A CalVet official says the agency adopted the rule to avoid violating a federal statute that prohibits using U.S. government resources for physician-assisted death. Otherwise, the agency would jeopardize nearly $68 million in federal funds that helps run the facilities, said June Iljana, CalVet’s deputy secretary of communications.
California is not alone. Three other states where aid-in-dying is legal—Oregon, Colorado, and Vermont—prohibit use of lethal medications in state-run veterans’ homes.
In Montana, where aid-in-dying is allowed under a state Supreme Court ruling, officials didn’t respond to multiple requests about whether veterans would be able to use the law in the residences. However, Eric Kress, a Missoula physician who prescribes the lethal medication, says he has transferred patients to hospice, to relatives’ homes, even to extended-stay hotels to avoid conflict.
In Washington, D.C., where an aid-in-dying law took effect last summer, the Armed Forces Retirement Home won’t assist patients in any way. Those who wish to use the law would be referred to an ethics committee for individual consideration, Christopher Kelly, a spokesman, said in an email.
Only Washington state has a policy that allows veterans to remain in government-run residences if they intend to ingest lethal medications. At least one veteran has died in a state-run home using that law, says Heidi Audette, a spokeswoman for the state’s Department of Veterans Affairs.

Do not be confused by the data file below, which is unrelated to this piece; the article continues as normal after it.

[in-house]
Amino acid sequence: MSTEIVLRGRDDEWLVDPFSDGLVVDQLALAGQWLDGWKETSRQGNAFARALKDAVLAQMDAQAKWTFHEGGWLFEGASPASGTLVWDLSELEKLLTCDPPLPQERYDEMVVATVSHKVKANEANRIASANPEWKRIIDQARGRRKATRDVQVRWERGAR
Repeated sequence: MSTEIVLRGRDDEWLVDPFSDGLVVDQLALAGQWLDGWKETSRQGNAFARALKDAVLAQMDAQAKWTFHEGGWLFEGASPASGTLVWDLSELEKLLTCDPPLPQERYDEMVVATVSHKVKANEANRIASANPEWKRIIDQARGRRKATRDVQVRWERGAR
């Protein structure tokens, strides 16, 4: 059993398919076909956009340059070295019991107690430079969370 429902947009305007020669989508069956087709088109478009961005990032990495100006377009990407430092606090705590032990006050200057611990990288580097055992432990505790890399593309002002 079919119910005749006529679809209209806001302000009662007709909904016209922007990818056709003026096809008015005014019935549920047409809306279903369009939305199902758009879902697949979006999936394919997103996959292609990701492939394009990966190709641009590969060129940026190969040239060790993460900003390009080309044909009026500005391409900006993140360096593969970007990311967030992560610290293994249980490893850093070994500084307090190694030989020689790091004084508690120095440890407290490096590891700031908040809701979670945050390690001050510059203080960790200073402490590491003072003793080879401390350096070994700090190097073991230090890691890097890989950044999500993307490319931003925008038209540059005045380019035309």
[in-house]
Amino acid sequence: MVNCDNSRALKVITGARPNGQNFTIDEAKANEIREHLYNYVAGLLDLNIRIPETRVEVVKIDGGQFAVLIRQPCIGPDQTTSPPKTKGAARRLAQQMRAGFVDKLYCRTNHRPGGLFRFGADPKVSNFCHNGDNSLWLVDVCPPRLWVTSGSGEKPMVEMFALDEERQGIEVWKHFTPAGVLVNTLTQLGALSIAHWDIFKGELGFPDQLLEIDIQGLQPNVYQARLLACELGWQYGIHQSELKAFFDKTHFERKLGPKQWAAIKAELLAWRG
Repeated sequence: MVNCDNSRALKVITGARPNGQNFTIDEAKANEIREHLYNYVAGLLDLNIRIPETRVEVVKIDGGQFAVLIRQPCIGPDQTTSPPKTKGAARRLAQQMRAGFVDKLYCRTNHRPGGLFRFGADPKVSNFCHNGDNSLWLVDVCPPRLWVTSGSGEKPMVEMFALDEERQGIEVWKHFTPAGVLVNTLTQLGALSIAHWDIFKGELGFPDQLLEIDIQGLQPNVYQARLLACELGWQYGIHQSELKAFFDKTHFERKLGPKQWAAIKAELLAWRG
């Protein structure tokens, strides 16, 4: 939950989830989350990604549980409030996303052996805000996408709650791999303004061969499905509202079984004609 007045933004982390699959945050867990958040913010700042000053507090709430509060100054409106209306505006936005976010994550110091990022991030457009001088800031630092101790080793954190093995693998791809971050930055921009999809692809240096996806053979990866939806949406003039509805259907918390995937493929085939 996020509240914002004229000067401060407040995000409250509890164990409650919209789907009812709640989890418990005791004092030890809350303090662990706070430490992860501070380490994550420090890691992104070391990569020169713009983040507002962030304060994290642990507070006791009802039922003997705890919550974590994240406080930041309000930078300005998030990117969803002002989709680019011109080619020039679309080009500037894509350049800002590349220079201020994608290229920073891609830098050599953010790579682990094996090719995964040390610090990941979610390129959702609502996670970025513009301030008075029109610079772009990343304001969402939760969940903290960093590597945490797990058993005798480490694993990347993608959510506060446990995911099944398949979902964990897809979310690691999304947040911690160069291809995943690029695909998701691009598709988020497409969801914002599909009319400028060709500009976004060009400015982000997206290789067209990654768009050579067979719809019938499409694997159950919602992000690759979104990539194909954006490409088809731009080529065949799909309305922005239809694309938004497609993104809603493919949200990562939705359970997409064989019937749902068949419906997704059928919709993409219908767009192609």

Paul Sherbo, a spokesman for the U.S. Department of Veterans Affairs, said the choice is up to the states.
“VA does not mandate how states comply with federal law,” Sherbo said in an email. “There are a number of ways individual states can choose to handle such situations and still be in compliance.”
To date, none of the 2,400 residents of California’s veterans’ homes have formally requested medical aid-in-dying, said Iljana. That includes the more than 900 residents of the Yountville center, located about 60 miles north of San Francisco.
“We would respectfully and compassionately assist them in transferring to a hospice, family home, or other location,” Iljana said in an email. “We will readmit them immediately if they change their minds.”
But Kathryn Tucker, the executive director of the End of Life Liberty Project, an advocacy group that supports aid-in-dying, says that CalVet is interpreting the federal regulations too broadly and denying terminally ill veterans the right to choose a “peaceful death” through medical assistance.
“Nothing exists in the federal statute’s language that would prohibit a resident from receiving aid-in-dying services at state homes, so long as they are not provided using federal funds or employees,” she says.
Ed Warren, the head of the Allied Council, a group representing veterans at the Yountville site, cosigned a letter to CalVet officials protesting the ruling.